RISHIKESH, 238km northeast of Delhi and 24km north of Haridwar, lies at the point where the wooded mountains of Garhwal rise abruptly from the low valley floor and the Ganges crashes onto the plains. The centre for all manner of New Age and Hindu activity, its many ashrams – some ascetic, some opulent – continue to draw devotees and followers of all sorts of weird and wonderful gurus, with the large Shivananda Ashram in particular renowned as a yoga centre. Rishikesh is also emerging as an adventure-sports hub, with rafting, trekking and mountaineering all on offer.
Rishikesh has one or two ancient shrines, but its main role has always been as a way-station for sannyasin, yogis and travellers heading for the high Himalayas. The arrival of the Beatles, who came here to meet the Maharishi in 1968, was one of the first manifestations of the lucrative expansion of the yatra pilgrimage circuit; these days it’s easy to see why Ringo thought it was “just like Butlin’s”. By far the best times to visit are in winter and spring, when the mountain temples are shut by the snows – without the yatra razzmatazz, you get a sense of the tranquillity that was the original appeal of the place. At other times, a walk upriver leads easily away from the bustle to secluded spots among giant rocks ideally suited for yoga, meditation or an invigorating dip in the cold water (but not a swim: fast currents make that too dangerous).
Confusingly, the name Rishikesh is applied to a loose association of five distinct areas, encompassing not only the town but also hamlets and settlements on both sides of the river: Rishikesh itself, the commercial and communications hub; sprawling suburban Muni-ki-Reti; Shivananda Nagar, just north; the assorted ashrams around Swarg Ashram on the east bank; and the riverbank temples of Lakshmanjhula, a little further north.
Most of the pilgrims who pass through Rishikesh on their way to the Himalayan shrines of the Char Dham pause for a dip and puja at what is left of the large sandy expanse of Triveni Ghat, close to the centre of town. The river here looks especially spectacular during arati (evening worship), when diya lights float on the water. Nearby, at Bharat Mandir, Rishikesh’s oldest temple, a black stone image of Vishnu is supposed to have been consecrated by the great ninth-century Hindu revivalist Shankara; the event is commemorated during Basant Panchami, to mark the first day of spring.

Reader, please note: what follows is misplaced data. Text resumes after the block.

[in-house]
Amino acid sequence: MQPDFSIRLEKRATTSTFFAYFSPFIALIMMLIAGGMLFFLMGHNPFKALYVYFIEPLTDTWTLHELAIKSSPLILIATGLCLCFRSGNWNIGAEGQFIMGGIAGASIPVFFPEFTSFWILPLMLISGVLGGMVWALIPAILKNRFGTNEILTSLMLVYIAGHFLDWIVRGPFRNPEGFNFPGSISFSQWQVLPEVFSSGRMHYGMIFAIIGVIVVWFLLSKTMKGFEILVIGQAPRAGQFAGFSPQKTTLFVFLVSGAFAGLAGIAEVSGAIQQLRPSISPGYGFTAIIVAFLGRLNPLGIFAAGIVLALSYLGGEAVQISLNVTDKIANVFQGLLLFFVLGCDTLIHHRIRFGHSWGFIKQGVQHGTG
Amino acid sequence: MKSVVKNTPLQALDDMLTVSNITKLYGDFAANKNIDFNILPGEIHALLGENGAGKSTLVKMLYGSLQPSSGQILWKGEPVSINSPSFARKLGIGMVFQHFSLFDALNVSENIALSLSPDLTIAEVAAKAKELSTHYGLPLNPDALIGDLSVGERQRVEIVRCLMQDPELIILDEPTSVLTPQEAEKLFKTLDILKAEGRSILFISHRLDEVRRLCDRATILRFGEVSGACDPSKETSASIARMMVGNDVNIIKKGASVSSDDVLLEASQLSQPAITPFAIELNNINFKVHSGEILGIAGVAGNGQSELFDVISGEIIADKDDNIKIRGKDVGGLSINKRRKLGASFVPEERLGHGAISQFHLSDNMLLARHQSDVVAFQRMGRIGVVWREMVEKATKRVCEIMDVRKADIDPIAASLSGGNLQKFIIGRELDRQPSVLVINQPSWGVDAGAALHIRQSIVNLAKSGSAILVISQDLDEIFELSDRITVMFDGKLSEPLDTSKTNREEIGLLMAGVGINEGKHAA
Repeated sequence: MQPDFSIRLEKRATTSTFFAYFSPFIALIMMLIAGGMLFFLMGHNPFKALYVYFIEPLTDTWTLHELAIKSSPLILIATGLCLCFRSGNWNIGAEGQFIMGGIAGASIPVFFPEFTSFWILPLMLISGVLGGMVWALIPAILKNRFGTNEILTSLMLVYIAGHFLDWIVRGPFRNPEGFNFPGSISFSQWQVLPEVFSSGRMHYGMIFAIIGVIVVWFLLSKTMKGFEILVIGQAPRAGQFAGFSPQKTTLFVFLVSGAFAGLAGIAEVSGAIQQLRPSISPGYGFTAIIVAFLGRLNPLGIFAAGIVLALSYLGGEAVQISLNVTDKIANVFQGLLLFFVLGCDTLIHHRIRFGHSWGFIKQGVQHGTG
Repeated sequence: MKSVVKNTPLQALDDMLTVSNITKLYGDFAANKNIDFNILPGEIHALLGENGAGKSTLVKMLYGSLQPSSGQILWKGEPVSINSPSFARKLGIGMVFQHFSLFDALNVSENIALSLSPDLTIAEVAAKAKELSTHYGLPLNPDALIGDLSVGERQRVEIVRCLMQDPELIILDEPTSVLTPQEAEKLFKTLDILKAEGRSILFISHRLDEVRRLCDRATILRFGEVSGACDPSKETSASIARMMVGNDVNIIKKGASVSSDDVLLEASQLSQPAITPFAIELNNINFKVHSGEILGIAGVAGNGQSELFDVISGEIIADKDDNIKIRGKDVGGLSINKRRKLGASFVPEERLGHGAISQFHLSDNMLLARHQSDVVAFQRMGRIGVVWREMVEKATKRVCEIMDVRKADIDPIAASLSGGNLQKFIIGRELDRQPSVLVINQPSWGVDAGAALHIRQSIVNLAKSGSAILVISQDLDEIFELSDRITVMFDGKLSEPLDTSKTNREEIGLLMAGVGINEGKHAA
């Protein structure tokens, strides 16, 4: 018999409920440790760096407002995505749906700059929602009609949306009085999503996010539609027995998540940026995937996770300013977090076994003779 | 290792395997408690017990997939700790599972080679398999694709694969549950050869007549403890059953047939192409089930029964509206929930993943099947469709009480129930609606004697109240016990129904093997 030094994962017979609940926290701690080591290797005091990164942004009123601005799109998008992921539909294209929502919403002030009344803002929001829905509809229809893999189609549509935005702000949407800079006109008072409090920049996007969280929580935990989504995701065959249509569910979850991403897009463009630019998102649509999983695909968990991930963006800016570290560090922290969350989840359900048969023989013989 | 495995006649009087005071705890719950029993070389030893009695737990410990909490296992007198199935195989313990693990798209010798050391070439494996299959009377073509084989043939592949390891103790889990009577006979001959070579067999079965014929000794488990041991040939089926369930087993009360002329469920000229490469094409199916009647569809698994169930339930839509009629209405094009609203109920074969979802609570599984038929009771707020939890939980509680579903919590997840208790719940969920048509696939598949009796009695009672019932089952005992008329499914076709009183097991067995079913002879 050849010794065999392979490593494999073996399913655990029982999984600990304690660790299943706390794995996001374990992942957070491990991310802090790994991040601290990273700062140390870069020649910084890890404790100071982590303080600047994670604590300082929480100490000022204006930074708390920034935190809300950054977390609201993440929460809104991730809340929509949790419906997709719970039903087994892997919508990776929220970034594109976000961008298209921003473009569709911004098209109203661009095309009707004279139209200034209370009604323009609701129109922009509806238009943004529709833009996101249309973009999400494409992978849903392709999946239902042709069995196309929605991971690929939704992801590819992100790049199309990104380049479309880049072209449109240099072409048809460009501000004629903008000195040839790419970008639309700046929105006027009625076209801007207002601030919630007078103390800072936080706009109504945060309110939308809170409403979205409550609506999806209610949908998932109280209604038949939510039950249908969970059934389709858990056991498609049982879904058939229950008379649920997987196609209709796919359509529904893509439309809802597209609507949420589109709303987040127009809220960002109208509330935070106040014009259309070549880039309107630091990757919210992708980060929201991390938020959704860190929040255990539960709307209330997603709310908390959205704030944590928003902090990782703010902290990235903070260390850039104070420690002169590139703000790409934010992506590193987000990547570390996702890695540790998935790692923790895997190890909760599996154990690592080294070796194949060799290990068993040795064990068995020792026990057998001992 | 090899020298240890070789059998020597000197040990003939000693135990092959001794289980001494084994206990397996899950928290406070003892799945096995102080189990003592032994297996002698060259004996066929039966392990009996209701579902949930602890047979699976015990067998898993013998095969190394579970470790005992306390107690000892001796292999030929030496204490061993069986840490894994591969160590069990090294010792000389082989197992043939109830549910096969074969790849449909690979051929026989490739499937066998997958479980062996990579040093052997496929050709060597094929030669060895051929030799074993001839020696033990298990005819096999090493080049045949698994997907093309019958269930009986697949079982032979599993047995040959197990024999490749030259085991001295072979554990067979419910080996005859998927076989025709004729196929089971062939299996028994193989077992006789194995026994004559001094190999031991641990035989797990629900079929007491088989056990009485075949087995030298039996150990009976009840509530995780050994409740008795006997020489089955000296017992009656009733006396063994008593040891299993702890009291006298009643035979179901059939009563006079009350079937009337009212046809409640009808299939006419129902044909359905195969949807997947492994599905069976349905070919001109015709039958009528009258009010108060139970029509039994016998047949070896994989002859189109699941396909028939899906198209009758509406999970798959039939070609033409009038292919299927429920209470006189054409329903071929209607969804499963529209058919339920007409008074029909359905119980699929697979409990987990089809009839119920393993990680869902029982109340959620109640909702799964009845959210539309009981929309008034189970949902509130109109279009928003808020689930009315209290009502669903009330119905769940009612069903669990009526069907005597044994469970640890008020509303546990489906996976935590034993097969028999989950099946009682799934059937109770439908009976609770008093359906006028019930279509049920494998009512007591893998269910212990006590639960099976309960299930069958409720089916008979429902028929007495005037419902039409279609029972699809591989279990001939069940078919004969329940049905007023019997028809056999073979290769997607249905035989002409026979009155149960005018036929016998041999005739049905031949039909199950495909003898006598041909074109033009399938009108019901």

The dense-knit complex of cafés, shops and ashrams collectively known as Swarg Ashram, opposite Shivananda Ashram, backs on to forest-covered hills where caves are still inhabited by sadhus. The river can be crossed at this point either on the Ramjhula footbridge, or on ferries, which operate between 8am and 7pm according to demand (Rs5 oneway, Rs8 return). Swarg Ashram itself, popularly referred to as Kale Kumbli Wale, was founded in honour of Swami Vishudhanand, who came here in 1884 and habitually wore a black (kala) blanket (kumble). The most conspicuous of the other ashram-temples is Parmarth Niketan, whose large courtyard is crammed with brightly clad gods and goddesses. Gita Bhavan, next door, runs an Ayurvedic dispensary up the street, where they also sell books and khadi handloom cloth.
Around 2km north of Swarg Ashram, a path skirts the east bank of the river and beautiful sandy beaches sheltered by large boulders, en route to Lakshmanjhula. A footbridge spans the river here as it negotiates its final rocky course out of the mountains. It’s the most appealing part of Rishikesh, featuring the enormous, gaudy Kailashnanda Ashram. The attractive landscape and turquoise river are best appreciated from the Devraj Coffee Corner on the west side where travellers spend days watching daredevil monkeys cavorting on the bridge and pouncing on unsuspecting passers-by.